Will Rogers once wrote in his autobiography: “The fellow that can only see a week ahead is always the popular fellow, for he is looking with the crowd. But the one that can see years ahead, he has a telescope but he can’t make anybody else believe that he has it.”
I was recently reviewing old Federal Reserve data from the 1960s that provided data points noting the rising nature of America’s inflationary rate that hit a high of 14% in 1980. While those days are now distant memories for many (and perhaps half of the stock market participants of today have no recollection of them at all), it remains a historical truth of what type of economic environments can face America.
When we discuss investing, it is usually taken as a given that most people want to invest in stocks that have the greatest degree of certainty of growing profits by the highest possible rate over some lengthy time horizon. In that regard, inflation seems like an indirect rather than direct concern in the investment process because the search for great businesses often carries the implicit promise of strength during all economic conditions (including periods of high inflation).
But lately, I’ve come to appreciate the business models of certain credit card companies (Visa and Mastercard), certain banks that charge fees as a net percentage of a given transaction (in particular Bank of New York), and certain real estate brokerage outfits (many of which are no longer publicly traded).
In the case of Visa and Mastercard, it often charges a quarter of one-percent of a transaction’s value (that is why you see some gas stations and grocer-type businesses offer modest cash discounts). Businesses that charge a fee that is a percentage of the total transaction benefit from any inflation automatically. If a $100 transaction becomes a $115 transaction due to inflation, Visa and Mastercard’s fees rise from $0.25 to $0.2875 (exactly proportional to the rate of inflation).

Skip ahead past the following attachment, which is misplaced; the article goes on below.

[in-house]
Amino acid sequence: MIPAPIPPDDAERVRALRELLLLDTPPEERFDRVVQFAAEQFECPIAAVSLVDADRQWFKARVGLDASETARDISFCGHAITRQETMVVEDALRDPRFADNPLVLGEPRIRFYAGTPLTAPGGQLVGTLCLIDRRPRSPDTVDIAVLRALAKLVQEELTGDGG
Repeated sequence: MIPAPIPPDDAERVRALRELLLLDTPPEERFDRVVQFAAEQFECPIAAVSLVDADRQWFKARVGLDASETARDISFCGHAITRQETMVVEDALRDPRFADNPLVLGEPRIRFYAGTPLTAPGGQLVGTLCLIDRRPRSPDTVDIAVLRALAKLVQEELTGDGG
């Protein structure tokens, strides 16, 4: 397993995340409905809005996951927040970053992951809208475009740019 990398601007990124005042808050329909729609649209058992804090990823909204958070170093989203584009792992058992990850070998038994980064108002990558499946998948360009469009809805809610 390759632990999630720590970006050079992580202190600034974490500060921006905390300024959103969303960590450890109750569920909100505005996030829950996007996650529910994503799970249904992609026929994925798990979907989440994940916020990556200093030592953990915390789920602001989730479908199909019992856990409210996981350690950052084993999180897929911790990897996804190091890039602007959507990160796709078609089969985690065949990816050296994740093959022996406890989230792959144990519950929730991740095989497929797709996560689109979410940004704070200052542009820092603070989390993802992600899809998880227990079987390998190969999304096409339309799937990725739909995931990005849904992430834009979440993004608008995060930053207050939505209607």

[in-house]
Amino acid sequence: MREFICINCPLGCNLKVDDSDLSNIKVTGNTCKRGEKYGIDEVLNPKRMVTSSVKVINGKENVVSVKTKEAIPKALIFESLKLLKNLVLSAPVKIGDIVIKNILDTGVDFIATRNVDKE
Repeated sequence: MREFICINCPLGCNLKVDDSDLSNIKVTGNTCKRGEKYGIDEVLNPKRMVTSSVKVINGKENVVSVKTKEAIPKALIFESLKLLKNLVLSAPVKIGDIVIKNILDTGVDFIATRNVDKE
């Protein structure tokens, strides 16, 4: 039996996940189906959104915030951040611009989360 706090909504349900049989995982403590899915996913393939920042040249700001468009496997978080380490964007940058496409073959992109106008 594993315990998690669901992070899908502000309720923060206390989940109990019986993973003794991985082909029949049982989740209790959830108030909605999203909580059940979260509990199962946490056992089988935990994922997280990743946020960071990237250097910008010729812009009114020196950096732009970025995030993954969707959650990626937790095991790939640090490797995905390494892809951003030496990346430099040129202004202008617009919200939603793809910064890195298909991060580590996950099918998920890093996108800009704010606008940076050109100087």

Most of us tend to assume that the economic conditions of the prior months and several years determine what we will encounter over the decades to come. Of course, that’s not the case. Anything that occurred more than twenty years ago may occur, and plus, some risks that have never materialized before may occur in the future. Never a dull moment!
Personally, I think it is best to study every type of adverse economic conditions that have existed at any point in American history, and incorporate that knowledge into the overall construction of a conservative investment portfolio. For a lot of reasons, I always keep coming back to Visa and Mastercard as investments. When I study the history of high inflation at various multi-year moments in the 20th century, these firms are especially attuned to fight this particular type of risk (as well as many others). The valuation with these companies is always a concern, but at the same point, the highs that people lament about Visa and Mastercard tend to become prices that investors a few years hence will wish they could have obtained because these firms continue to grow earnings per share well into the double digits.